Of course, all of this assumes that (1) this pregnancy will continue, and (2) we’ll be done having kids after this next one. Obviously I would be delighted if (1) were true, but it’s not a guarantee. (2) is probably true. Before we got married, we thought we wanted 2-3 kids, but after our son was born, my husband said he’d be OK with stopping at one, although he was also OK with two — he sounded pretty skeptical that he’d be up for three. I’m also pretty skeptical that I’d be up for three. Considering everything we’ve been through to get to this point, if this pregnancy keeps going well, it’s hard for me to imagine doing it all again: trying to conceive, possibly having even more miscarriages, being pregnant, dealing with a newborn… and we’ll be older, and who knows if I’d even be able to get pregnant and carry to term again at the age of 37+, and obviously there’s no guarantee that we’d get a girl even if it all worked out! So I’m pretty sure we’ll be done after two, and since (thankfully!) everything is looking good at this point, odds are high (though definitely not guaranteed) that I’ll be a mom of two boys and that’s that. I’m OK with it, and in some ways delighted about it… just wistful.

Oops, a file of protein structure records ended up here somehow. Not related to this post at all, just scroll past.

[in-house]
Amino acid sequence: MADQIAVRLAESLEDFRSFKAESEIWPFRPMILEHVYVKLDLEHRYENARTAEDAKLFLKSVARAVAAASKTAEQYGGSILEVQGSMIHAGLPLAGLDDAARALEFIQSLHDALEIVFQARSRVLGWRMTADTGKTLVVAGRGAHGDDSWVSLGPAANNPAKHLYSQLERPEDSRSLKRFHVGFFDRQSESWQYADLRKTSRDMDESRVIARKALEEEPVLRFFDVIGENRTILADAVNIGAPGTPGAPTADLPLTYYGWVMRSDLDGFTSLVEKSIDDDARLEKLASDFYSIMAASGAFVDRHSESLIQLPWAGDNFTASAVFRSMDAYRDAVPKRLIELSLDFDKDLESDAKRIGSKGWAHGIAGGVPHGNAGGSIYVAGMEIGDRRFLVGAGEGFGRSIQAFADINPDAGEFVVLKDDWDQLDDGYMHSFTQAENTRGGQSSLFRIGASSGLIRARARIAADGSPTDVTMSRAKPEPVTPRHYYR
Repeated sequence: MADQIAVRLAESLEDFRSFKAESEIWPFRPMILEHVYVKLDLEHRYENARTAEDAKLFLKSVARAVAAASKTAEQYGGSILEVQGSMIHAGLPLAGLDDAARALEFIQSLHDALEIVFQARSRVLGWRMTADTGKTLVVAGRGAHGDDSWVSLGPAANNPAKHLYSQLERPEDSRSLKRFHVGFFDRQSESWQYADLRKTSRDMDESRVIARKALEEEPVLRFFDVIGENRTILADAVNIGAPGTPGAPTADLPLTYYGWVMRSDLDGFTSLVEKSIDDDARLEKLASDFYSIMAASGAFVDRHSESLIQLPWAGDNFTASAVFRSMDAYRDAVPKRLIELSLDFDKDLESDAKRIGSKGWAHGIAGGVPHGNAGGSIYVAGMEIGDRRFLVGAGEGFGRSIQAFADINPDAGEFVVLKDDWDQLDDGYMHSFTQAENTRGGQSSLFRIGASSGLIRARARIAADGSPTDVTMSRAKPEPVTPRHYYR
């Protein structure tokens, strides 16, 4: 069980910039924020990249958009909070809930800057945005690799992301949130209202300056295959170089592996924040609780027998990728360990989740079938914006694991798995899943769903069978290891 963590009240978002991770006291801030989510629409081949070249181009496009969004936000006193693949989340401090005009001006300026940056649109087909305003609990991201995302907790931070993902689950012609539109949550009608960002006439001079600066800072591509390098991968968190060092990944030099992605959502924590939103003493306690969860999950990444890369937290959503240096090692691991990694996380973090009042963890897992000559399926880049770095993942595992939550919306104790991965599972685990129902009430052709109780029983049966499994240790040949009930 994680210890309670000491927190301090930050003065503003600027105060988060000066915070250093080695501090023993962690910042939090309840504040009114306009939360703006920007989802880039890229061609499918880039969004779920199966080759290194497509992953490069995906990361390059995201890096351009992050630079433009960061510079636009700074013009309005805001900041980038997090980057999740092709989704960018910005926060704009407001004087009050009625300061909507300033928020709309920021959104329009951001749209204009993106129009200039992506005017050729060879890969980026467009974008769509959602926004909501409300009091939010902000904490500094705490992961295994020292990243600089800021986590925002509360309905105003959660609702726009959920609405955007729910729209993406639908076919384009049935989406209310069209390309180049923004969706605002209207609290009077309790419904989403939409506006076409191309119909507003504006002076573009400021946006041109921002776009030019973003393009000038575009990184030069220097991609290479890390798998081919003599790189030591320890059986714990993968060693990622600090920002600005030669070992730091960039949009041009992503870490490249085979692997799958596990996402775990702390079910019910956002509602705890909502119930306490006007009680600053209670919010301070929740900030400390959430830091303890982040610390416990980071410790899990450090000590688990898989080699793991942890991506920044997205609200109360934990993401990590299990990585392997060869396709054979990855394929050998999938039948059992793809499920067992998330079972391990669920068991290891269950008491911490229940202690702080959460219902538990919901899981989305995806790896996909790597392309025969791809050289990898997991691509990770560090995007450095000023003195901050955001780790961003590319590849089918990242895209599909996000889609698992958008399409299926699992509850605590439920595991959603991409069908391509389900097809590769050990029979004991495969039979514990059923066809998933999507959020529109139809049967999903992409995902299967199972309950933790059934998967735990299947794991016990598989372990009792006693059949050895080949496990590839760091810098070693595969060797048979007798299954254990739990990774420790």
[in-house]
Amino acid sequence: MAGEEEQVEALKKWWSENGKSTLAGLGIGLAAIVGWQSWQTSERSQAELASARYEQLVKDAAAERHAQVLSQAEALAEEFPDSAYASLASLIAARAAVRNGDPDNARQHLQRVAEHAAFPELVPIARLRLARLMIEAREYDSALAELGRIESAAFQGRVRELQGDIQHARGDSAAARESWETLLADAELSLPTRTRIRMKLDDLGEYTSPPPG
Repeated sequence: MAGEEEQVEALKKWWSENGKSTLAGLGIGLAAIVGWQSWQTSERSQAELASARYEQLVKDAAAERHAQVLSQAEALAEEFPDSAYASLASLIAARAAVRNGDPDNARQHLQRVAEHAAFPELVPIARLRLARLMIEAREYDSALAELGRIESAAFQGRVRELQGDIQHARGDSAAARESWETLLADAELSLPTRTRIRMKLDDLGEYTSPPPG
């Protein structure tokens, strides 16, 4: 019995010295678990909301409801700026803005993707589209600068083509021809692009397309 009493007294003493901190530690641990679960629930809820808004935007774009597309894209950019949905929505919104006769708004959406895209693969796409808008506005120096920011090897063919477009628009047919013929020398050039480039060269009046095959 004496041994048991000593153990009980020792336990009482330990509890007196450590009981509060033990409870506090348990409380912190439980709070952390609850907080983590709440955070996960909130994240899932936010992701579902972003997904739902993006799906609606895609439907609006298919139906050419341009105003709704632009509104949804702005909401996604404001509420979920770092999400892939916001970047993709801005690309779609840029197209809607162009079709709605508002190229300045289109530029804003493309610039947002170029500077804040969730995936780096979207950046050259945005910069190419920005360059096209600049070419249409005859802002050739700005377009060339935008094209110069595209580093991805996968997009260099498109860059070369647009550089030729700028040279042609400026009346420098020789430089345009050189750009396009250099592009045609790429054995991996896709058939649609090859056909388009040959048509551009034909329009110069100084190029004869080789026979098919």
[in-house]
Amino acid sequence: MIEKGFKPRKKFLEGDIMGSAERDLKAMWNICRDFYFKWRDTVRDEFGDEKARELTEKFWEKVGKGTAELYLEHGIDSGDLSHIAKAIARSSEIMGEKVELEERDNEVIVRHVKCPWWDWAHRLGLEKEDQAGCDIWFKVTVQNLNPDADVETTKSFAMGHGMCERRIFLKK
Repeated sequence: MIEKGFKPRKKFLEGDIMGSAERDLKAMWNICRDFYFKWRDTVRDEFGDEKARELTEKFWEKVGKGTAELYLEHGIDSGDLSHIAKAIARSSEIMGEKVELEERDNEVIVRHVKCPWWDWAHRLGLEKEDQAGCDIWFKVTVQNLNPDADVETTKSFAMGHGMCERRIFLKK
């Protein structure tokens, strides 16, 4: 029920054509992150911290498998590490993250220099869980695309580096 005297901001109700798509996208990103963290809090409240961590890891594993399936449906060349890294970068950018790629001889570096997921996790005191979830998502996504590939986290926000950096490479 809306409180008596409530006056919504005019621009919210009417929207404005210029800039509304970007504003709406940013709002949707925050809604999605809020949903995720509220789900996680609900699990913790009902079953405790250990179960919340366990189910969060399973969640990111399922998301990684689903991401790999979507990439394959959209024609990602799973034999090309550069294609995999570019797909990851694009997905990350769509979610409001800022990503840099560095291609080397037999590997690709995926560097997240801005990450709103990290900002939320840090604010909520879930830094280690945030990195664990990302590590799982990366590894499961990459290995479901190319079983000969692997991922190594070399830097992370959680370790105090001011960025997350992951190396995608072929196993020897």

When I went to the OBGYN’s office today for a heartbeat check and I heard that little whooshing thump, I smiled and fell in love all over again. How amazing it is to have a little one on the way again. How lucky we are that it looks like it might work out for us not once but twice — I never forget how awful it was the many times I doubted that I would ever be able to have kids, and I always know how lucky I am that I wound up being able to after all. I still hope against hope that this will be a healthy, uneventful pregnancy like my pregnancy with my son, and a healthy mom and healthy baby are all that really matter to me in the end. This is just one of many ways in which pregnancy after loss is emotionally complicated — I don’t think my feelings would be this strong if I didn’t have to deal with the feeling of having my daughter stolen from me three and a half years ago. I never forget her, and I always wonder who she would be if she were a little three-year-old running around now. My sense of loss is mostly about her, and I’m doing my best to focus on the world of things that I will gain by hopefully adding this new little life to our family come fall.